EU enlargement after Brexit

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In the Western Balkans, the EU has decided to play the stability card rather than the democracy card. [Carnegie Council]

The European Union’s lack of political commitment to integration of the Western Balkans has a direct influence on the region’s democratic backsliding, writes Srdjan Cvijic.

Srdjan Cvijic is a senior policy analyst on EU external relations for the Open Society European Policy Institute.

In 1998, in the darkest days of Milosevic’s rule in Serbia, my father placed a small EU flag on his Belgrade balcony. For him, the EU banner was a beacon of hope and a remedy against the madness Yugoslavia had descended into. He told me that one day he hoped to see his continent, torn apart by authoritarian ideologies of the twentieth century, free and fully united.

The 2007 Berlin Declaration, issued at the occasion of the 50th anniversary of the Treaties of Rome, stated that “the unnatural division of Europe [is] something consigned to the past” – to my father, Europe will remain divided until the Western Balkans are an integral part of the EU. Thirteen years after the countries were promised EU membership in Thessaloniki – there is a running joke in the region: “by the time it’s our turn to join, the EU will no longer exist”. After the results of the UK referendum on the European Union last week, the joke makes very few people laugh.

While the 27 member states discuss a new start for Europe as a result of the UK referendum, they should not forget that EU integration of the Western Balkans is an essential part of that project.

The Western Balkans Summit in Paris, part of the Berlin Process, is a first opportunity to seriously re-engage with the region. It is in a paradoxical situation: on the technical criteria they are slowly progressing in the EU accession process; on the political side, they are stagnating or backsliding. Lack of media freedom, absence of free and fair elections, and state capture, continue to present serious hurdles to the process of democratic transformation of the region. And the EU is not blameless when it comes to the democratic backsliding in the Western Balkans.

First of all, the lack of political commitment to the EU integration of the Western Balkans has direct influence on the region’s democratic backsliding. The 2014 ‘moratorium’ on further EU enlargement for the duration of the mandate of this EU Commission only confirmed that the EU is favoring the status quo. Facing too many pressing issues, the political leadership of the Union believes the moment is not ripe for a meaningful political action on EU enlargement. Brexit only reinforces this attitude. As a result, the political stagnation of the Western Balkans and the reluctance of the EU to accelerate the enlargement process feed each other. The EU has decided to play the stability card rather than the democracy card. The EU is now relying on regional strongmen to assure the stability of the region – which may work in the short run but is a source of instability for its future.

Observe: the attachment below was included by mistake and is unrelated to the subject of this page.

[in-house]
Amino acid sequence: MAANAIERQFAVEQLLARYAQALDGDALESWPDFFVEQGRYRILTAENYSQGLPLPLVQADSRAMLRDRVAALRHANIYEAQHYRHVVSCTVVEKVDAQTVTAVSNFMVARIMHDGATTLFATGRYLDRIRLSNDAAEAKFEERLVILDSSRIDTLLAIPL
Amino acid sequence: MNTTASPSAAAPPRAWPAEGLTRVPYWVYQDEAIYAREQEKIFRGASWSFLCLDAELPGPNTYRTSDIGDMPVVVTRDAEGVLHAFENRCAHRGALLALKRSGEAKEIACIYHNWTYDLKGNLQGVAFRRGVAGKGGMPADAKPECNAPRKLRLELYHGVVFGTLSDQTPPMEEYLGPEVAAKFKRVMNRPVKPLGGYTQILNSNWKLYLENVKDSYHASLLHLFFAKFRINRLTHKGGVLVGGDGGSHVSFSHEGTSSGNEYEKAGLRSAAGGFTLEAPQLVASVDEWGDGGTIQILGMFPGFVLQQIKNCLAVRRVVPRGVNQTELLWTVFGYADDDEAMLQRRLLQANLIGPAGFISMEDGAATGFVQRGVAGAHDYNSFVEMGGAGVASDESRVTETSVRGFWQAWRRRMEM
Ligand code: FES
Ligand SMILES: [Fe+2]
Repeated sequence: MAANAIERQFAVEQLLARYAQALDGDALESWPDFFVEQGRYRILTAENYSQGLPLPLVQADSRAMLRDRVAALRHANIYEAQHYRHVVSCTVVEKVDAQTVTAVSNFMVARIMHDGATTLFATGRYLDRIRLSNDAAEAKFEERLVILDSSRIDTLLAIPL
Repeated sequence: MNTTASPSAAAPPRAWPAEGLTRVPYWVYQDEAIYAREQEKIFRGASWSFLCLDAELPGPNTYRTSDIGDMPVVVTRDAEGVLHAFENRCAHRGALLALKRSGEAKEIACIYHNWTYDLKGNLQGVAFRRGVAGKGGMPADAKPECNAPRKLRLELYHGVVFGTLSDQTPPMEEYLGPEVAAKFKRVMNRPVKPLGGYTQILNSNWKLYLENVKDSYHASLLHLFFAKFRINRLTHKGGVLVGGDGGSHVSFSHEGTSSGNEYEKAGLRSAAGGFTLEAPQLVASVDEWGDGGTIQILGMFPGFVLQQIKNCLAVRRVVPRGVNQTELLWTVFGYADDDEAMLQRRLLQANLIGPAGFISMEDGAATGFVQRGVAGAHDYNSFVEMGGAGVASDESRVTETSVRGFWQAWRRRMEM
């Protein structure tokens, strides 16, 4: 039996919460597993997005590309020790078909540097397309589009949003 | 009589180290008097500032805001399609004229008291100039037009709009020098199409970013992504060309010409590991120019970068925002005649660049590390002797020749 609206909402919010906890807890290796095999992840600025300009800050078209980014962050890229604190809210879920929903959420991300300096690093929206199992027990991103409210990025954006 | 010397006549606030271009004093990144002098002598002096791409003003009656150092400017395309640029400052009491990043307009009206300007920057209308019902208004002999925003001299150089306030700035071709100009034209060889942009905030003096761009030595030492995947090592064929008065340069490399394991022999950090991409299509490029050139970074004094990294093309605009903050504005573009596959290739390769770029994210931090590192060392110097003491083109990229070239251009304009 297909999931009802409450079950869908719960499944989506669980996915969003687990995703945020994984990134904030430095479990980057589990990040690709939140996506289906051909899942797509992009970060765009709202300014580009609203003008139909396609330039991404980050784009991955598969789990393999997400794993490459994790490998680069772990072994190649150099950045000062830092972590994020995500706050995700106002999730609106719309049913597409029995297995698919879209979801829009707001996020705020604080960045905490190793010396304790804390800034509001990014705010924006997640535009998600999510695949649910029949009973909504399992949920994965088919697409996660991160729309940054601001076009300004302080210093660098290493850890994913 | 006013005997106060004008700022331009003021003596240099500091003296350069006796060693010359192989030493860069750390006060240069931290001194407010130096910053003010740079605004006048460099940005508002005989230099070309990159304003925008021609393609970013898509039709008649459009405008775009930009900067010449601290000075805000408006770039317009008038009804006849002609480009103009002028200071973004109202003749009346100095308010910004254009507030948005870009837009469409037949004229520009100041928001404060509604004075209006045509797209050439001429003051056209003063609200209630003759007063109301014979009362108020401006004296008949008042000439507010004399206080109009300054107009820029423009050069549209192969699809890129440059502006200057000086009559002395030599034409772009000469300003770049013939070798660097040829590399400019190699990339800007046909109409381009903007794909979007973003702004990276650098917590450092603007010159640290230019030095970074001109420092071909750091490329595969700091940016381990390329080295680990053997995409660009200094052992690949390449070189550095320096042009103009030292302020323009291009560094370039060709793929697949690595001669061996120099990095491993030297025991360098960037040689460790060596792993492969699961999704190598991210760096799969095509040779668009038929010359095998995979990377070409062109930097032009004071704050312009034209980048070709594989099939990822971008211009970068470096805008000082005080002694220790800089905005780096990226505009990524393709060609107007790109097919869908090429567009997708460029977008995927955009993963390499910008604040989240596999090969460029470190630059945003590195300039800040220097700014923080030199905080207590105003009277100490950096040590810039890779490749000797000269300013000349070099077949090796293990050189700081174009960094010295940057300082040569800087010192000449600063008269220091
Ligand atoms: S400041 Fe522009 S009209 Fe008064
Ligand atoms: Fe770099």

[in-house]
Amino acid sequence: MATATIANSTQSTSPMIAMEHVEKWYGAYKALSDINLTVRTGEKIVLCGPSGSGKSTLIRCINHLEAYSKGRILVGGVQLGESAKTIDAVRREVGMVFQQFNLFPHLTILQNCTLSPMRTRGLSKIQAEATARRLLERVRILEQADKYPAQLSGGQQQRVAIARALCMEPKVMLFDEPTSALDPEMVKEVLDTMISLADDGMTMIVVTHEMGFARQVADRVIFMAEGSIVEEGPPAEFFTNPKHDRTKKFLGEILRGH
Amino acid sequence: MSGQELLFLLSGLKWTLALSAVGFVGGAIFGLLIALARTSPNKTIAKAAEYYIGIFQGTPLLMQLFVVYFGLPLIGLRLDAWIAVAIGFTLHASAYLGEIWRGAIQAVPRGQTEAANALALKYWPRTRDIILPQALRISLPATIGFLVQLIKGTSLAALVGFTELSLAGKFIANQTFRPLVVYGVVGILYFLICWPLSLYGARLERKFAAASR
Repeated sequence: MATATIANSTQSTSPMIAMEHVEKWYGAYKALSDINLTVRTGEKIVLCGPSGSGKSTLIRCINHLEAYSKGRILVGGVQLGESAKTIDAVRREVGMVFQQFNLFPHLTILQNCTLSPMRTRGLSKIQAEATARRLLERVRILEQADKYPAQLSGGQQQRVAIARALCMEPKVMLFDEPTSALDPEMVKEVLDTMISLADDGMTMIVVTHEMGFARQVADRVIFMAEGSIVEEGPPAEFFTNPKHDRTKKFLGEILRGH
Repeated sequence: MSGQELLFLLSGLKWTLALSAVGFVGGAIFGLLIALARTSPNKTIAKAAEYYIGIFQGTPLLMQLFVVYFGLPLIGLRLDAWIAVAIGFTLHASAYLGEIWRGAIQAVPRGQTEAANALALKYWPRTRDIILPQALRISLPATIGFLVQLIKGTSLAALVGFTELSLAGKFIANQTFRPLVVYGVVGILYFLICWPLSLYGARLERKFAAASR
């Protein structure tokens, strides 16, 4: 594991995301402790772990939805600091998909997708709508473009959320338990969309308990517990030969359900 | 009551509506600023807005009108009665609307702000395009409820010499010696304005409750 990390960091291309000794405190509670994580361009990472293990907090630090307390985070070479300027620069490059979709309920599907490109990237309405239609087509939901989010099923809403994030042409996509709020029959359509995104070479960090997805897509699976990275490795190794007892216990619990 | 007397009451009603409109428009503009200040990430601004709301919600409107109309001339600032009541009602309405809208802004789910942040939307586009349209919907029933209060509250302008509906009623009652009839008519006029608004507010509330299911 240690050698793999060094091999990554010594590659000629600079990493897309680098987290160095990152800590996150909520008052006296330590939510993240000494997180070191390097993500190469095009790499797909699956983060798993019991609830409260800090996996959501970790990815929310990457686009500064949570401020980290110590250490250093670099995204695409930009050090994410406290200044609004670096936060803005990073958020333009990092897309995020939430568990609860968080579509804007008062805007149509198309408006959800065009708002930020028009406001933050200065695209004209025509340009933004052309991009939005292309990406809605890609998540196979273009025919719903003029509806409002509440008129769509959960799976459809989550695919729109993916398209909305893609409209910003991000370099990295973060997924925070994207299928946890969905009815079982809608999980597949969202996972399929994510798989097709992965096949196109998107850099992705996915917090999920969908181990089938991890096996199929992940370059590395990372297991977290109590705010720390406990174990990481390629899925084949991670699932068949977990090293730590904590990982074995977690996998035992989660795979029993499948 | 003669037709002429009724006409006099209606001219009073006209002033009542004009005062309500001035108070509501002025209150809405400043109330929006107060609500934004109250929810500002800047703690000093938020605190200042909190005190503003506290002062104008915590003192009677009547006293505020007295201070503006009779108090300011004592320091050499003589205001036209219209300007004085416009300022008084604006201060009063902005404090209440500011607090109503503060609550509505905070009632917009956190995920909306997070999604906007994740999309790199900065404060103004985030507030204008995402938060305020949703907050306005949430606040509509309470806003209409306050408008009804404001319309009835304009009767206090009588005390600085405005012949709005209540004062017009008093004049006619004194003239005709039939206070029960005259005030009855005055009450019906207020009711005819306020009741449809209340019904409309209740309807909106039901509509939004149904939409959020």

In order to invert this negative trend, the EU must stop courting the authoritarian-leaning leaders in the region, reconnect with the citizens of the Western Balkans countries, strongly reconfirm its political commitment for EU accession of the region, and revitalize its transformative power. This means improving the conditionality mechanisms and providing more incentives for reform.

On the ‘stick’ side, the EU must be able to enforce compliance of candidate countries with the political criteria for accession through its own mechanisms.  The absence of acquis communautaire on elections and press freedom can no longer be used as an excuse for inaction. For the ‘carrot’, the EU needs to connect directly with the citizens of the Western Balkans. This could be achieved by deploying the EU policies normally reserved to the member states to the region, and by including more sectoral integration within EU policies, following the example of the Energy Union or Horizon 2020. It can also be achieved by making the structural funds available to the candidate countries and opening the EU labor market for Western Balkan workers. This would create an additional incentive to reform while waiting for EU accession.

The EU flag is still waving on the Belgrade balcony. But, after almost 20 years, it has faded in the same way popular support for the EU in the Western Balkans is slowly waning. Many people in the region share my father’s dream. For them, the EU is not only about economic prosperity but about an open and decent society that respects individual freedom and takes care of its citizens. It is about a state free from corrupt oligarchies. They have experienced war relatively recently and are struggling for their countries to come out of authoritarianism. They know by experience that freedom, peace and democracy are not given away – they need to be protected and promoted. They know that dramatic progressive overhauls are possible, in the region but also in older democracies in the EU. This is why the EU matters for them, and this is why the region matters for the EU.

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